Kubernetes authentication and authorization


In this article we will explore how authentication and authorization works in kubernetes. But first what’s the difference?


When you validate your identity against a service or system you are authenticated meaning that the system recognizes you as a valid user. In kubernetes when you are creating the clusters you basically create a CA (Certificate Authority) that then you use to generate certificates for all components and users.


After you are authenticated the system needs to know if you have enough privileges to do whatever you might want to do. In kubernetes this is known as RBAC (Role based access control) and it translates to Roles as entities with permissions and are associated to service accounts via role bindings when things are scoped to a given namespace, otherwise you can have a cluster role and cluster role binding.

So we are going to create a namespace, a serviceaccount, a role and a role binding and then generate a kubeconfig for it and then test it.

The sources for this article can be found at: RBAC Example

Let’s get to it

Let’s start, I will use these generators but I’m saving these to a file and then applying.


The namespace resource is like a container for other resources and it’s often useful when deploying many apps to the same cluster or there are multiple users:

You can see more here

Service account:

The service account is your identity as part of the system, there are some important distinctions in user accounts vs service accounts, for example:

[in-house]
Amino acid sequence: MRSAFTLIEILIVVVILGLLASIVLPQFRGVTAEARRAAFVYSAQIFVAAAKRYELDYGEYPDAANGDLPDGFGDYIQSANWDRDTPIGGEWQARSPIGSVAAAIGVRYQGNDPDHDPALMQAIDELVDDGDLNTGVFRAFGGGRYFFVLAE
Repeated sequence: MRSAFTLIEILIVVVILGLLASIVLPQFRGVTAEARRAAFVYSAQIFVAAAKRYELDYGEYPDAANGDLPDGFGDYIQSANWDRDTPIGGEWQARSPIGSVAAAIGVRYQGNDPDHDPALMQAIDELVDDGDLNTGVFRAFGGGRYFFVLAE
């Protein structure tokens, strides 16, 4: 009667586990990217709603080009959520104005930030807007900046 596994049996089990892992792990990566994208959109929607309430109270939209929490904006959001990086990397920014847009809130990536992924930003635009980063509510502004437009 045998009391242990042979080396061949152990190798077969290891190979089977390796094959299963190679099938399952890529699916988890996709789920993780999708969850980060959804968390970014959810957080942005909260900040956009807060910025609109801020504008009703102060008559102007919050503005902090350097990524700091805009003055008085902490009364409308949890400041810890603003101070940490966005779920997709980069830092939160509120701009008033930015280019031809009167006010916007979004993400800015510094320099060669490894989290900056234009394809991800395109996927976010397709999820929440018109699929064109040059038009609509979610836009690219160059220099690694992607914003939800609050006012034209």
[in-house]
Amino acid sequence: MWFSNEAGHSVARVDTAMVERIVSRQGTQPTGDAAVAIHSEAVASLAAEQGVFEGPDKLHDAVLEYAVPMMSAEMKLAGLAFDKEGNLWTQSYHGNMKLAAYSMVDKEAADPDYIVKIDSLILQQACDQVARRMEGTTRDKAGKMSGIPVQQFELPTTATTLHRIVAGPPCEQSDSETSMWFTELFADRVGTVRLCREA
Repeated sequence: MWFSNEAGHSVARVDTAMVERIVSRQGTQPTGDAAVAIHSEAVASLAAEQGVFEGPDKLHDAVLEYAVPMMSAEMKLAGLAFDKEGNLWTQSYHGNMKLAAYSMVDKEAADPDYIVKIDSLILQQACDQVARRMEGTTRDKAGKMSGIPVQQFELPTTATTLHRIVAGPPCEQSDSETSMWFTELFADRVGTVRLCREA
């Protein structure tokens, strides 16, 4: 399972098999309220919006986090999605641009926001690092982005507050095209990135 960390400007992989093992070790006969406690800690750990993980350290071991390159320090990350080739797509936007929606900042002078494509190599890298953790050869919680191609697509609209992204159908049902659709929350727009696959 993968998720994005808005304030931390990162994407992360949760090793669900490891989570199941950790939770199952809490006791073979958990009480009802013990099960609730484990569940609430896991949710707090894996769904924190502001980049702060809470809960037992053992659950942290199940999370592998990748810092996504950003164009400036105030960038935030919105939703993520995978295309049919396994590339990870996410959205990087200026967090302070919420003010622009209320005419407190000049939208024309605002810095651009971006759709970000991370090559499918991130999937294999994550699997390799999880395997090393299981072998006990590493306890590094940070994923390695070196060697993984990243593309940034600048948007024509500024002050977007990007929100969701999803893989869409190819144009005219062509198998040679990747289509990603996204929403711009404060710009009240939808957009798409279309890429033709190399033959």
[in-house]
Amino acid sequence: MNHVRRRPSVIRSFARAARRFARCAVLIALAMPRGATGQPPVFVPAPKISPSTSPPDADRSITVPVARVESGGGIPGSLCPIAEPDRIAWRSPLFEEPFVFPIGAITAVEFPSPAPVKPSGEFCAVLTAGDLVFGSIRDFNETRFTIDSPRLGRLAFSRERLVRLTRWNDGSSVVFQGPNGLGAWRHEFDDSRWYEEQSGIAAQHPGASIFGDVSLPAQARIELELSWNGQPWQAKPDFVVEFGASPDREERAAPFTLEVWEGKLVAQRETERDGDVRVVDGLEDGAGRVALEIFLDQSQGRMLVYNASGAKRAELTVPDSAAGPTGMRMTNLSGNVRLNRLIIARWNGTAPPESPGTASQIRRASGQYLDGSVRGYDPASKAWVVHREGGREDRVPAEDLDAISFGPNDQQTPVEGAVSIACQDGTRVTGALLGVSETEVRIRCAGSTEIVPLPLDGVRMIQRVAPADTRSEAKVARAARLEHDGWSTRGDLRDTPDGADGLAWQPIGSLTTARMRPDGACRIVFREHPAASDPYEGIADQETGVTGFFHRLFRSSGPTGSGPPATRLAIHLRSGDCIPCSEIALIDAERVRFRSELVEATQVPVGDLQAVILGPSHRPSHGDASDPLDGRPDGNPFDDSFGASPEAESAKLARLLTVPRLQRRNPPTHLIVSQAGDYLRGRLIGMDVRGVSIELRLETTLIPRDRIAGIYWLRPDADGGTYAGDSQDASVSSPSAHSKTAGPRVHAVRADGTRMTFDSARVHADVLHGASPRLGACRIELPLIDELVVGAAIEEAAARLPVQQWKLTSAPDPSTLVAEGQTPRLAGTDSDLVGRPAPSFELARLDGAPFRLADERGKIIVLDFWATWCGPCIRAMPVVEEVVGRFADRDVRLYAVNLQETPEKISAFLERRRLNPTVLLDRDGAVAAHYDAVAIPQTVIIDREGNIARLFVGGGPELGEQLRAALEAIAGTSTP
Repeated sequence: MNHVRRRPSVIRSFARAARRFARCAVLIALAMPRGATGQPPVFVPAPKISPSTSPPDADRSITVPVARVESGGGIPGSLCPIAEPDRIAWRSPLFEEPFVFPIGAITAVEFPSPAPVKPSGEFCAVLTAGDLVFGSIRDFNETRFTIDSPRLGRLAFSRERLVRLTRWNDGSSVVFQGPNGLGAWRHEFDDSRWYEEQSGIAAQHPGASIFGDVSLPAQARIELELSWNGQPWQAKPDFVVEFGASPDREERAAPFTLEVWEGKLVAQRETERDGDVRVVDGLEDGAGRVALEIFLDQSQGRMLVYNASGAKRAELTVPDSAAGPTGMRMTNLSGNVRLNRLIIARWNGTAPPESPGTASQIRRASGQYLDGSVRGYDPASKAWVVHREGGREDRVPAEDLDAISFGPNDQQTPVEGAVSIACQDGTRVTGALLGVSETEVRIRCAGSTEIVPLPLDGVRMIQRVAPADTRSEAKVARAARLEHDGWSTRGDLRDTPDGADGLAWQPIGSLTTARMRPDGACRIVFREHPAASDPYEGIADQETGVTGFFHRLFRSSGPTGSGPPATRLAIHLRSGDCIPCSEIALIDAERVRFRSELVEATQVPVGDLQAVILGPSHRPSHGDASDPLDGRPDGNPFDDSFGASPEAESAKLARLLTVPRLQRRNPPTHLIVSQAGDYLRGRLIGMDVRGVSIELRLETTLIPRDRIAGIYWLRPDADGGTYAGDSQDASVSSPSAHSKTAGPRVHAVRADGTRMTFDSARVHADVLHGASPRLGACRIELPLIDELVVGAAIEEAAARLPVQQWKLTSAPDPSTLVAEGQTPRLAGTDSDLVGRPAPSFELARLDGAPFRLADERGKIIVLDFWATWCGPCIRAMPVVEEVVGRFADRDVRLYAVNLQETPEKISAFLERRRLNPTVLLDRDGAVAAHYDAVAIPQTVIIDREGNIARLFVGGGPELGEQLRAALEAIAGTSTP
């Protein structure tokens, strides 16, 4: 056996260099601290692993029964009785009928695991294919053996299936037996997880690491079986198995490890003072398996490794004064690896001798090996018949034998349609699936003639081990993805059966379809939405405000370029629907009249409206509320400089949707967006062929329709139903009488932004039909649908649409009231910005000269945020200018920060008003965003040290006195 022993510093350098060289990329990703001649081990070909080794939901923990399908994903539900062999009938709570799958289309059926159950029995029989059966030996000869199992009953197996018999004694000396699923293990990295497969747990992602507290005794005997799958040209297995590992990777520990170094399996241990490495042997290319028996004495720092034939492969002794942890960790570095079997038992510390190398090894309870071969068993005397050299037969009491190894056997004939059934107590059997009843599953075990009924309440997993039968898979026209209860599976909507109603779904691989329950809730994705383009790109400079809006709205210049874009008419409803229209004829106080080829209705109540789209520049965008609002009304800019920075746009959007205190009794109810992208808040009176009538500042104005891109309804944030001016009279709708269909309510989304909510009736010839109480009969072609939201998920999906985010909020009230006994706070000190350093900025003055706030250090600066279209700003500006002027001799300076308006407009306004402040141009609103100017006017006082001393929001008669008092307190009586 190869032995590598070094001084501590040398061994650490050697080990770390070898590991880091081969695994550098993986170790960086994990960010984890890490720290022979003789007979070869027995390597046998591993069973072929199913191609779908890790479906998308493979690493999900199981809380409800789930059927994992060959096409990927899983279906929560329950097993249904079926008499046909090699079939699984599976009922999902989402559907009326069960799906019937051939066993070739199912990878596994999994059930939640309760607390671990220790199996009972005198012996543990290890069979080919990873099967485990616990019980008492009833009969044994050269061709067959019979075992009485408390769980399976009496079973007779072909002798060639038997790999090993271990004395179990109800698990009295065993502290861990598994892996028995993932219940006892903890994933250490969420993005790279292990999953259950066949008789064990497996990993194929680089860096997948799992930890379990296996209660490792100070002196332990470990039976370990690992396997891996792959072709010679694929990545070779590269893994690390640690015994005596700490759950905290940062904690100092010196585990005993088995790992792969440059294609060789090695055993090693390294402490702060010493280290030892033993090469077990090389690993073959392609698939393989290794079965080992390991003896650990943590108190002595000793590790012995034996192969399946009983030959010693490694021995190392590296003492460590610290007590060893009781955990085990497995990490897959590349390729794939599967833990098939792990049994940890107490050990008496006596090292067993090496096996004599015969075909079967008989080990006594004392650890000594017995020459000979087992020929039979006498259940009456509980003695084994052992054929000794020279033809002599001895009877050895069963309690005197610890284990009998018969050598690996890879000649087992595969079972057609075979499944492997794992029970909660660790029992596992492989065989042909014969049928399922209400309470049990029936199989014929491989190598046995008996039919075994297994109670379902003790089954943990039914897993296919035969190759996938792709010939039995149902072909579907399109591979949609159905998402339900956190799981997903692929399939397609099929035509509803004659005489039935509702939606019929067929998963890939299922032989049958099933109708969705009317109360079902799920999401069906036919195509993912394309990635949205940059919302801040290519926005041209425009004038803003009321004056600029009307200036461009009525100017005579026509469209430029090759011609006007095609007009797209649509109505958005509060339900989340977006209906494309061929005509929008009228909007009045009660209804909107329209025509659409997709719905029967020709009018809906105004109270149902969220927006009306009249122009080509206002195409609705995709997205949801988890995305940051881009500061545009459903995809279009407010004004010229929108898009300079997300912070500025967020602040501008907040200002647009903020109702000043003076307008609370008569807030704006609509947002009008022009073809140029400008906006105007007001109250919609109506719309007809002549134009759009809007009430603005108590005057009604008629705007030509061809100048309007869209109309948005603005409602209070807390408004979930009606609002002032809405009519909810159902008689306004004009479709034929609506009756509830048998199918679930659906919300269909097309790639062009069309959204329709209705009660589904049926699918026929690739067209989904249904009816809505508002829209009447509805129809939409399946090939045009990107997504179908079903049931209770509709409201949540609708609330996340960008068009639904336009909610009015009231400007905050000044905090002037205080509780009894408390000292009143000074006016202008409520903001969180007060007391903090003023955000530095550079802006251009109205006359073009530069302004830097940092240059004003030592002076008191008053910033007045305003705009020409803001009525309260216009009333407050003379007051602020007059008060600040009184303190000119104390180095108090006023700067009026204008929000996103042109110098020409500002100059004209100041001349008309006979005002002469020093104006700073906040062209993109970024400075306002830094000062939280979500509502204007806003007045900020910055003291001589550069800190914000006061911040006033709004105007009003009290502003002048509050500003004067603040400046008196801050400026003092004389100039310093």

• User accounts are for humans. Service accounts are for processes, which run in pods.
  • User accounts are intended to be global. Names must be unique across all namespaces of a cluster. Service accounts are namespaced. For this example we are generating a serviceaccount for a pod and a user account for us to use with kubectl (if we wanted a global user we should have used clusterrole and clusterrolebinding).

You can see more here


This role has admin-like privileges, the allowed verbs are, we are using * which means all:

  • list
  • get
  • watch
  • create
  • patch
  • update
  • delete

You can see more here and here

Role binding:

This is the glue that gives the permissions in the role to the service account that we created.

You can see more here

Example pod

Here we create a sample pod with curl and give it the service account with --serviceaccount=


Here we create all resources

Validating from the pod

Here we will export the token for our service account and query the kubernetes API. Notice that to be able to reach the kubernetes service since it’s in a different namespace we need to specify it with .default (because it’s in the default namespace) try: kubectl get svc -A to see all services.

Everything went well from our pod and we can communicate to the API from our pod, let’s see if it works for kubectl as well.

Generate kubectl config

Fetch the token (as you can see it’s saved as a kubernetes secret, so it’s mounted to pods as any other secret but automatically thanks to the service account) Notes: I used kubectl config view to discover the kind endpoint which is server: in my case, then replaced the values from the secret for the CA and the service account token/secret, also note that you need to decode from base64 when using kubectl get -o yaml, also note that we will get errors when trying to do things outside of our namespace because we simply don’t have permissions, this is a really powerful way to give permissions to users and this works because we created the role binding for our extra user and for the pod service account (be careful when wiring things up).

You can see more here and here

Clean up

Always remember to clean up your local machine / cluster / etc, in my case kind delete cluster will do it.


If you spot any error or have any suggestion, please send me a message so it gets fixed.

Also, you can check the source code and changes in the generated code and the sources here